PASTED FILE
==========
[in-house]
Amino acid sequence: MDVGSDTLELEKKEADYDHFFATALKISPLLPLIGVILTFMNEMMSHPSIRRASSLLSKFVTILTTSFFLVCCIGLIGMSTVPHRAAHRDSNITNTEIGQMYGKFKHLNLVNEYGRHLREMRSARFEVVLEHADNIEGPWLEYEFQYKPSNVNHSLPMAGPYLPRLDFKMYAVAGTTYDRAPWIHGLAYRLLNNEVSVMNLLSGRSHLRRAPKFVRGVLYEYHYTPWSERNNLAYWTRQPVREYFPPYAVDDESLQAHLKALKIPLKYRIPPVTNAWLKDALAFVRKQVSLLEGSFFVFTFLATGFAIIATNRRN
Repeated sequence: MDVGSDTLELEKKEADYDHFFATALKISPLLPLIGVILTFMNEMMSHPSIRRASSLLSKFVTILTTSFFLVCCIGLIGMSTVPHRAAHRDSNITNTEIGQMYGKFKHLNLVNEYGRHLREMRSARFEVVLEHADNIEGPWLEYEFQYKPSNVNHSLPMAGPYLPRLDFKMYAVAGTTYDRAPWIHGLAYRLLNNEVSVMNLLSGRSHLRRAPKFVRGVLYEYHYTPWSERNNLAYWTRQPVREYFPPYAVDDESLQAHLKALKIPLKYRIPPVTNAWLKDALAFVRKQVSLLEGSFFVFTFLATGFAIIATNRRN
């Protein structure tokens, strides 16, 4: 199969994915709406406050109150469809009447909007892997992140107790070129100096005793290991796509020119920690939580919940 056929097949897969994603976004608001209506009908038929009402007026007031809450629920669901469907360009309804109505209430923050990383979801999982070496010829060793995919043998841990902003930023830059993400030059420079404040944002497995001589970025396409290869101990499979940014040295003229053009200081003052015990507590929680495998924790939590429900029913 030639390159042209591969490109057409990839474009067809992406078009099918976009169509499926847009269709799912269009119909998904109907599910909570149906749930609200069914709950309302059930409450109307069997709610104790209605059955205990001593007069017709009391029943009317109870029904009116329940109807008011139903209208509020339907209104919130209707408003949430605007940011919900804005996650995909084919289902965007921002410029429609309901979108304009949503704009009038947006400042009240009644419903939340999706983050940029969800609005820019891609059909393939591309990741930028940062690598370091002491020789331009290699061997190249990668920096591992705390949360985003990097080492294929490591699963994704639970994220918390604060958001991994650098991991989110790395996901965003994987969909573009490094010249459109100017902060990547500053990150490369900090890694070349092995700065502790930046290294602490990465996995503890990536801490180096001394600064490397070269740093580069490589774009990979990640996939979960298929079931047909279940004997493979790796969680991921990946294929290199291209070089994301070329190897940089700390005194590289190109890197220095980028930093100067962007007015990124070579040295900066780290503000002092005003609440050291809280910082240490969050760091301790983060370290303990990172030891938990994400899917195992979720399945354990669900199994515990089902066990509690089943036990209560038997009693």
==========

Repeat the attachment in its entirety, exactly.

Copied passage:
[in-house]
Amino acid sequence: MDVGSDTLELEKKEADYDHFFATALKISPLLPLIGVILTFMNEMMSHPSIRRASSLLSKFVTILTTSFFLVCCIGLIGMSTVPHRAAHRDSNITNTEIGQMYGKFKHLNLVNEYGRHLREMRSARFEVVLEHADNIEGPWLEYEFQYKPSNVNHSLPMAGPYLPRLDFKMYAVAGTTYDRAPWIHGLAYRLLNNEVSVMNLLSGRSHLRRAPKFVRGVLYEYHYTPWSERNNLAYWTRQPVREYFPPYAVDDESLQAHLKALKIPLKYRIPPVTNAWLKDALAFVRKQVSLLEGSFFVFTFLATGFAIIATNRRN
Repeated sequence: MDVGSDTLELEKKEADYDHFFATALKISPLLPLIGVILTFMNEMMSHPSIRRASSLLSKFVTILTTSFFLVCCIGLIGMSTVPHRAAHRDSNITNTEIGQMYGKFKHLNLVNEYGRHLREMRSARFEVVLEHADNIEGPWLEYEFQYKPSNVNHSLPMAGPYLPRLDFKMYAVAGTTYDRAPWIHGLAYRLLNNEVSVMNLLSGRSHLRRAPKFVRGVLYEYHYTPWSERNNLAYWTRQPVREYFPPYAVDDESLQAHLKALKIPLKYRIPPVTNAWLKDALAFVRKQVSLLEGSFFVFTFLATGFAIIATNRRN
């Protein structure tokens, strides 16, 4: 199969994915709406406050109150469809009447909007892997992140107790070129100096005793290991796509020119920690939580919940 056929097949897969994603976004608001209506009908038929009402007026007031809450629920669901469907360009309804109505209430923050990383979801999982070496010829060793995919043998841990902003930023830059993400030059420079404040944002497995001589970025396409290869101990499979940014040295003229053009200081003052015990507590929680495998924790939590429900029913 030639390159042209591969490109057409990839474009067809992406078009099918976009169509499926847009269709799912269009119909998904109907599910909570149906749930609200069914709950309302059930409450109307069997709610104790209605059955205990001593007069017709009391029943009317109870029904009116329940109807008011139903209208509020339907209104919130209707408003949430605007940011919900804005996650995909084919289902965007921002410029429609309901979108304009949503704009009038947006400042009240009644419903939340999706983050940029969800609005820019891609059909393939591309990741930028940062690598370091002491020789331009290699061997190249990668920096591992705390949360985003990097080492294929490591699963994704639970994220918390604060958001991994650098991991989110790395996901965003994987969909573009490094010249459109100017902060990547500053990150490369900090890694070349092995700065502790930046290294602490990465996995503890990536801490180096001394600064490397070269740093580069490589774009990979990640996939979960298929079931047909279940004997493979790796969680991921990946294929290199291209070089994301070329190897940089700390005194590289190109890197220095980028930093100067962007007015990124070579040295900066780290503000002092005003609440050291809280910082240490969050760091301790983060370290303990990172030891938990994400899917195992979720399945354990669900199994515990089902066990509690089943036990209560038997009693």